I remember watching my mother working in her garden when I was a teenager, not truly understanding any of the benefits. I remarked that I wouldn’t ever have an interest in gardening before the age of 40. Now, though I’m still eight years away from that milestone, I’ve discovered my green thumb.
With the rising cost of food and gas, I’ve realized the practicality, as well as the fun, of home gardening. But if you’re concerned about the amount of work involved or the cost, don’t be. There are plenty of ways to start your own home vegetable garden without spending a fortune.
Types of Home Gardens
1. The Container Garden
This is the kind of garden I’m keeping – it’s an easy way to start, and works well if you have limited space. This is just my second year container gardening, and last year I struggled: The lettuce burned up in the sun, the peppers grew into a lovely plant with no actual vegetable, and the squash vines choked out the tomato plants but never actually bore fruit.
Like me, you may have a trial-and-error period, but ultimately, it’s worth it. This year, I am successfully growing potatoes, basil, and oregano, and the first few sprouts of greens and spinach are starting, which makes me feel confident that this year will be a success.
Container gardens are very easy to set up and get started. The only supplies you need are:
- Gardening soil
- Hand rake or tiller
- Compost (for heavy-feeding plants like squash)
The amount of money you need to spend on your initial setup will depend on where and when you purchase your supplies. During the gardening months of early spring, most feed, grocery, and dollar stores practically give their gardening soil away. Containers will range anywhere from $5 to $10 apiece, while the rest of your items, such as seeds and hand rakes, generally range in price from $2 to $5 per item.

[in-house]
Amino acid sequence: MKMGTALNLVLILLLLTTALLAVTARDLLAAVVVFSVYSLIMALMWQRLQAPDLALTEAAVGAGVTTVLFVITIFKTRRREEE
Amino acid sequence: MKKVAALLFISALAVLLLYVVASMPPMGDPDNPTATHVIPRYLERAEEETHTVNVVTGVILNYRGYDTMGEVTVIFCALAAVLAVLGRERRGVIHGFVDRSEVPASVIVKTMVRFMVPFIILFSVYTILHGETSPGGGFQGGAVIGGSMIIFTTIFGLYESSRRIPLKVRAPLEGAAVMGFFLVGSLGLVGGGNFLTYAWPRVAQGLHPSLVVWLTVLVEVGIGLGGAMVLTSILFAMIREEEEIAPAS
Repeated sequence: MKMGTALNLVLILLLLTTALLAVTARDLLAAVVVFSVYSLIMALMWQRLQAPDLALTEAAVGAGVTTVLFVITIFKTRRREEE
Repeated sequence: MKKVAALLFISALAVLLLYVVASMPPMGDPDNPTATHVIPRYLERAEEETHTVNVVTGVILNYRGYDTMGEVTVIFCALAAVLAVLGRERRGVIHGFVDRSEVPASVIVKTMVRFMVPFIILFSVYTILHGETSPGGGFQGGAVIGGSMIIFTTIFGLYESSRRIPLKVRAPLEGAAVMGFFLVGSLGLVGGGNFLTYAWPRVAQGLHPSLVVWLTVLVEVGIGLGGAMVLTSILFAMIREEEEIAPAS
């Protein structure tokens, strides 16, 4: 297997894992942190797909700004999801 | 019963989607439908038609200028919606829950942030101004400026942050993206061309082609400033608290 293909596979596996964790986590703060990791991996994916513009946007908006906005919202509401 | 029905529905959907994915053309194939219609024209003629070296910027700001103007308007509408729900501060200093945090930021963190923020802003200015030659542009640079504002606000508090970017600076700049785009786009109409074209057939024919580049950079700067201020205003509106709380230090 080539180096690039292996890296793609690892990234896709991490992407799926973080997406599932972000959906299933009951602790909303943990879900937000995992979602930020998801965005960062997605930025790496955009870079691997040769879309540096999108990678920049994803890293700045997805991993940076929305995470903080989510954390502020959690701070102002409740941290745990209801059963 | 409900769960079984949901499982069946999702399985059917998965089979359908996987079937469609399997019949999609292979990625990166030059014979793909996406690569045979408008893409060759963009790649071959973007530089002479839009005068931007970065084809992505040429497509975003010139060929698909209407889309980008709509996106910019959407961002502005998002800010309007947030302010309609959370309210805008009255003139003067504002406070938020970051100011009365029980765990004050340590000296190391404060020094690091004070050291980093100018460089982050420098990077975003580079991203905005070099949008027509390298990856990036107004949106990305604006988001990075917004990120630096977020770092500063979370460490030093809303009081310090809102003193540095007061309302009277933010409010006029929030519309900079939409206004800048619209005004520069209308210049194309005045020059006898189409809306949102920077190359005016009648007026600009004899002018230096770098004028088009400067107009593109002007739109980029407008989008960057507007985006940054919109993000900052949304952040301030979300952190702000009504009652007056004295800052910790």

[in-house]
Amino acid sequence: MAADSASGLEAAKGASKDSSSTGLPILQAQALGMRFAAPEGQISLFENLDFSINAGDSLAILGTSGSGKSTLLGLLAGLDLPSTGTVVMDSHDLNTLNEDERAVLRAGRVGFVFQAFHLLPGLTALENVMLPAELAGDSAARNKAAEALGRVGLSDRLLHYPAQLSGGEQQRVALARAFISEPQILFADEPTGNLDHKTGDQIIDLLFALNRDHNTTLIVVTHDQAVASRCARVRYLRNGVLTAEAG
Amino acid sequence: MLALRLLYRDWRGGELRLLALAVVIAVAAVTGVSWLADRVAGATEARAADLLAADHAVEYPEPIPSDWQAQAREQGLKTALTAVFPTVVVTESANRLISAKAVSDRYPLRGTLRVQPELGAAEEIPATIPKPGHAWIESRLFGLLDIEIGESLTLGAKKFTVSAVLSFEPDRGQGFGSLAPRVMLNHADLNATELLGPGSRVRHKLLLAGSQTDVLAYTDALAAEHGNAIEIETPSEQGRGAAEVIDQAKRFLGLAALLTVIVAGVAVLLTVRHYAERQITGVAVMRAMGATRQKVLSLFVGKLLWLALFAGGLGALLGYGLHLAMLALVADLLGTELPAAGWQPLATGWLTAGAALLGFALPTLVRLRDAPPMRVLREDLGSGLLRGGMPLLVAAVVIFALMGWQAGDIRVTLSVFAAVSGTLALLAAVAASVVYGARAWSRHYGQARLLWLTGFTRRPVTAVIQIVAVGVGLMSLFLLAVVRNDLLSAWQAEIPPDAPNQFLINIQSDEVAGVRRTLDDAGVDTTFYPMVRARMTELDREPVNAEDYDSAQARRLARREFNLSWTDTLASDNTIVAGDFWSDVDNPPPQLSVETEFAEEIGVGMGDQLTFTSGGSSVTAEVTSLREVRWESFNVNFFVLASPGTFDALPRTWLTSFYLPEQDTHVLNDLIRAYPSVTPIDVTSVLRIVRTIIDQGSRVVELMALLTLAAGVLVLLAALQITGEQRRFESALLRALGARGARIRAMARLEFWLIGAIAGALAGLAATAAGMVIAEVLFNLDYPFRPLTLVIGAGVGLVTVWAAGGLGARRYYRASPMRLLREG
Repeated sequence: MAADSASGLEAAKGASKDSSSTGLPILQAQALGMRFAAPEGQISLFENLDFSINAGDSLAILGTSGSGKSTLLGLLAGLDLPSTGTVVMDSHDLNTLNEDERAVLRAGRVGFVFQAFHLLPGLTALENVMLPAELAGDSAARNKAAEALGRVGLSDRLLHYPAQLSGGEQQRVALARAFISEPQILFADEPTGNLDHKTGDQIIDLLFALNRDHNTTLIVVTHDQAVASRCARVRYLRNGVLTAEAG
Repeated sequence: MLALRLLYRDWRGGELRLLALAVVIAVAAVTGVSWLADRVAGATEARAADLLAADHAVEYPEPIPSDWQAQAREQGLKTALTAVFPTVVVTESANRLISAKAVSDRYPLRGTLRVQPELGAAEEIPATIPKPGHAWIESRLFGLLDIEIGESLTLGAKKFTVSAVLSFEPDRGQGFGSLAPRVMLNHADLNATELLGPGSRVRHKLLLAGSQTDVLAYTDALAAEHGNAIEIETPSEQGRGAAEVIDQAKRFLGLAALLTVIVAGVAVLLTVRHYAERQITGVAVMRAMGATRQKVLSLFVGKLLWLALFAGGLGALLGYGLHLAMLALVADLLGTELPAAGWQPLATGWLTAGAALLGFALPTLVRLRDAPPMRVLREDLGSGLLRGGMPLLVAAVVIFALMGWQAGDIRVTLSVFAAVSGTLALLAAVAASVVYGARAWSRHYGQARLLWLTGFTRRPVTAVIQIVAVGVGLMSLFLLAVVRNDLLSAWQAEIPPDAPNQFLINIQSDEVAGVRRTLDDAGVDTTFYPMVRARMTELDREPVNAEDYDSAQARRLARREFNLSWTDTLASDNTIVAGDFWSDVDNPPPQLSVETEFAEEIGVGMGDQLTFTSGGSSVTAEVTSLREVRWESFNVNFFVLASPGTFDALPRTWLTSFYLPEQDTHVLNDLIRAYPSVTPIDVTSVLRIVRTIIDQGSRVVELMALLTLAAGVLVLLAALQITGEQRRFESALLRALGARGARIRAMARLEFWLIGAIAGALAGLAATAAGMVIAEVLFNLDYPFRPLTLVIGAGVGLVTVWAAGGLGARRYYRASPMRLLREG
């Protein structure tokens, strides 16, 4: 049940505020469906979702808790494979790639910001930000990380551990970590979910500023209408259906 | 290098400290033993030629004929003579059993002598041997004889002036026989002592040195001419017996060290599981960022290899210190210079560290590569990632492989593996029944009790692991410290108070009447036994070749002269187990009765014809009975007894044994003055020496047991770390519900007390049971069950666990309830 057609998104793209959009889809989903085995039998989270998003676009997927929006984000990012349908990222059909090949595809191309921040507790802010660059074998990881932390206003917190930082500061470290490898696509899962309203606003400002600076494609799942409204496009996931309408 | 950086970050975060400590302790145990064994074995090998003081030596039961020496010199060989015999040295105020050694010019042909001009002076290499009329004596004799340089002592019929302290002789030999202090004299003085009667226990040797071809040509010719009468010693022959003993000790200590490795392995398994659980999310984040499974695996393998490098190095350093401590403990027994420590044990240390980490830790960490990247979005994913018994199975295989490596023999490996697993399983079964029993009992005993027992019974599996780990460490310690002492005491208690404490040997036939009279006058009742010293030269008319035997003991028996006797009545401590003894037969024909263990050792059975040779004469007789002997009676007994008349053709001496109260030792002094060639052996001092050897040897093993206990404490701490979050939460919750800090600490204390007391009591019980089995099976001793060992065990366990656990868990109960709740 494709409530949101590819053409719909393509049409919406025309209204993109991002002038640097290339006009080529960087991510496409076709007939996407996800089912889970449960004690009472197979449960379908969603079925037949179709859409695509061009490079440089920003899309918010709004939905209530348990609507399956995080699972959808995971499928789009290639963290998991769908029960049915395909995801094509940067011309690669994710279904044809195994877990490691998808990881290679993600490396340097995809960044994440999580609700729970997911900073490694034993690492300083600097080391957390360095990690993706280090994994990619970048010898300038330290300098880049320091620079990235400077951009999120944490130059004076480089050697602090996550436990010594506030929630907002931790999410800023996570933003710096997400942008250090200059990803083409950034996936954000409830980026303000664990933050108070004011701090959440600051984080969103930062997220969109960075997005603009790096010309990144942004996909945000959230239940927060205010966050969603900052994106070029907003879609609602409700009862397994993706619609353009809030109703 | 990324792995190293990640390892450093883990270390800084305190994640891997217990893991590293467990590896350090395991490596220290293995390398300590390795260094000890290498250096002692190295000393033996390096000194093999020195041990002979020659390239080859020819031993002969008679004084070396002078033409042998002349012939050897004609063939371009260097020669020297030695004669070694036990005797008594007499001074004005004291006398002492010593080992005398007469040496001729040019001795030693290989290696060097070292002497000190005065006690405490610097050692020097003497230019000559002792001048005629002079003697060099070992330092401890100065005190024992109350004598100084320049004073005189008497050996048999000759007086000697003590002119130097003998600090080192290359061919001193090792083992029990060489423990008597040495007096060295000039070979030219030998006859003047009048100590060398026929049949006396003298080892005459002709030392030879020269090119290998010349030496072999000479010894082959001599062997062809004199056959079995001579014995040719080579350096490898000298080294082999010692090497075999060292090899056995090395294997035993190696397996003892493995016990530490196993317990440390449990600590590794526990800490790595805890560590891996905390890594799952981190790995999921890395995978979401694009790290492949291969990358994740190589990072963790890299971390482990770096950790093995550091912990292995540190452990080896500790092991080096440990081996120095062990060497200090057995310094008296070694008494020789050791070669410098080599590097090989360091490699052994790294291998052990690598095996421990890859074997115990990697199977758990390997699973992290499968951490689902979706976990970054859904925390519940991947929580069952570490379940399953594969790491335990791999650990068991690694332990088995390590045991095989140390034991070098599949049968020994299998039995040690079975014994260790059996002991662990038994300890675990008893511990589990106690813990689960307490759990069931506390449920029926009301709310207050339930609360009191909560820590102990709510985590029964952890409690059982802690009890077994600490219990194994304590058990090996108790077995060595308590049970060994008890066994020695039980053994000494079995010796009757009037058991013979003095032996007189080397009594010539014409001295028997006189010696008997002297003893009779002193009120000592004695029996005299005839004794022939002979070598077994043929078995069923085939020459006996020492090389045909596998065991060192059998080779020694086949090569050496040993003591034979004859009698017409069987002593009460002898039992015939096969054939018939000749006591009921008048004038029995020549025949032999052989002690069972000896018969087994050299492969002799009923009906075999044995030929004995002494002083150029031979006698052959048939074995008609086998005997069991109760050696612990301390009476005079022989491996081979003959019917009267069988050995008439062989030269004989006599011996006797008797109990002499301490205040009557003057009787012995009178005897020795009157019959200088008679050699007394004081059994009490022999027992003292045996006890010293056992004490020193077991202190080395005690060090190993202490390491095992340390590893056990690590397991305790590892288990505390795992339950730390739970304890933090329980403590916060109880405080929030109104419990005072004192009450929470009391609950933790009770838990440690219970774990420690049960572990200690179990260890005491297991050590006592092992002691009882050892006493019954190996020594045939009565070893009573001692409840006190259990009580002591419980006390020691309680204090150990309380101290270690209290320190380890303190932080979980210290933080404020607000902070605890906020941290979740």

Overall, a small patio container garden should cost you no more than $100 for initial setup – and will probably cost much less if you grab a few containers from friends and neighbors no longer in need of them.
What to Grow
The most important thing to remember when planting in containers is that the roots of the plants can only go down so far. Make sure your containers are deep and wide enough to accommodate your vegetables. For example, most of my vegetable containers are approximately 12 to 14 inches wide and 10 to 12 inches deep. Depth is especially important when growing root vegetables, such as potatoes.
Here is a list of 10 vegetables that grow really well in containers:
- Green onions
- Green beans
While carrots and tomatoes grow well together in the same container, squash needs to be grown in its own separate pot – it’s a heavy-feeder that needs lots of compost other plants do not. As its vines grow, it can choke out other plants and keep them from moving past the seedling point.
2. The In-Ground Garden Bed
If you have good soil and a little extra room, the in-ground garden bed can be a very economical choice. An in-ground garden of 500 square feet is enough to feed a family of four for eight months out of the year with plenty left over to share with family, friends, and neighbors.
For an in-ground garden, you’ll at least need a hand tiller, seeds, and compost. You will also need a trellis and stakes to properly grow tomatoes and squash. A small fence of stones, bricks, or wood will help prevent ground runoff after especially heavy rains.
If you have good soil and are going to plant directly in the ground, you’ll save a lot of money by not buying gardening soil. Bricks and wood can be inexpensively obtained, and seeds and root vegetables can be taken directly from store-bought produce.
Your cost will depend on the size of your garden. Initial setup can run you anywhere from $100 to $200, if you purchase everything outright.
What to Grow
With an in-ground garden, your options are limited only by your imagination. The most common vegetables and fruits grown successfully in in-ground gardens are:
3. The Raised-Bed Garden